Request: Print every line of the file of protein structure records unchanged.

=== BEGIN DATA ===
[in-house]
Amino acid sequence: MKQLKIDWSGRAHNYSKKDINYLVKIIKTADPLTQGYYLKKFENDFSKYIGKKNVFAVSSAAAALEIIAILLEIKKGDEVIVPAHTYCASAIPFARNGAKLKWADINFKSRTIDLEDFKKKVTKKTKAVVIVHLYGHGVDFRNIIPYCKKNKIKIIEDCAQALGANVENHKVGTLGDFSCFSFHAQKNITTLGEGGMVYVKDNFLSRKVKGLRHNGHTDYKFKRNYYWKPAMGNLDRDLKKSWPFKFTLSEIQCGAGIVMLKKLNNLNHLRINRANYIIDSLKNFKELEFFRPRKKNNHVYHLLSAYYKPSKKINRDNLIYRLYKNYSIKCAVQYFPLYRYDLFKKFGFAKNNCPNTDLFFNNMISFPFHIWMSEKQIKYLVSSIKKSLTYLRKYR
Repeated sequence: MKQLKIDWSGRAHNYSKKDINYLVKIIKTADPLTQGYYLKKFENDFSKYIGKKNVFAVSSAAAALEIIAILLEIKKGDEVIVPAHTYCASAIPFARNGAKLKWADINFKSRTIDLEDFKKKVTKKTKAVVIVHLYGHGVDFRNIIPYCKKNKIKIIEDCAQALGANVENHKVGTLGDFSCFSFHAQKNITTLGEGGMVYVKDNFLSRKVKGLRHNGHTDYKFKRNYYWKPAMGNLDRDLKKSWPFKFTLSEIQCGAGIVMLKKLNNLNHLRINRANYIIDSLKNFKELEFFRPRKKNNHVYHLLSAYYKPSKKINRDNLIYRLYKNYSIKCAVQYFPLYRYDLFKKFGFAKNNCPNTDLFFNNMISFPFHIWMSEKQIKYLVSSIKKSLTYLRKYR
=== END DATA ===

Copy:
[in-house]
Amino acid sequence: MKQLKIDWSGRAHNYSKKDINYLVKIIKTADPLTQGYYLKKFENDFSKYIGKKNVFAVSSAAAALEIIAILLEIKKGDEVIVPAHTYCASAIPFARNGAKLKWADINFKSRTIDLEDFKKKVTKKTKAVVIVHLYGHGVDFRNIIPYCKKNKIKIIEDCAQALGANVENHKVGTLGDFSCFSFHAQKNITTLGEGGMVYVKDNFLSRKVKGLRHNGHTDYKFKRNYYWKPAMGNLDRDLKKSWPFKFTLSEIQCGAGIVMLKKLNNLNHLRINRANYIIDSLKNFKELEFFRPRKKNNHVYHLLSAYYKPSKKINRDNLIYRLYKNYSIKCAVQYFPLYRYDLFKKFGFAKNNCPNTDLFFNNMISFPFHIWMSEKQIKYLVSSIKKSLTYLRKYR
Repeated sequence: MKQLKIDWSGRAHNYSKKDINYLVKIIKTADPLTQGYYLKKFENDFSKYIGKKNVFAVSSAAAALEIIAILLEIKKGDEVIVPAHTYCASAIPFARNGAKLKWADINFKSRTIDLEDFKKKVTKKTKAVVIVHLYGHGVDFRNIIPYCKKNKIKIIEDCAQALGANVENHKVGTLGDFSCFSFHAQKNITTLGEGGMVYVKDNFLSRKVKGLRHNGHTDYKFKRNYYWKPAMGNLDRDLKKSWPFKFTLSEIQCGAGIVMLKKLNNLNHLRINRANYIIDSLKNFKELEFFRPRKKNNHVYHLLSAYYKPSKKINRDNLIYRLYKNYSIKCAVQYFPLYRYDLFKKFGFAKNNCPNTDLFFNNMISFPFHIWMSEKQIKYLVSSIKKSLTYLRKYR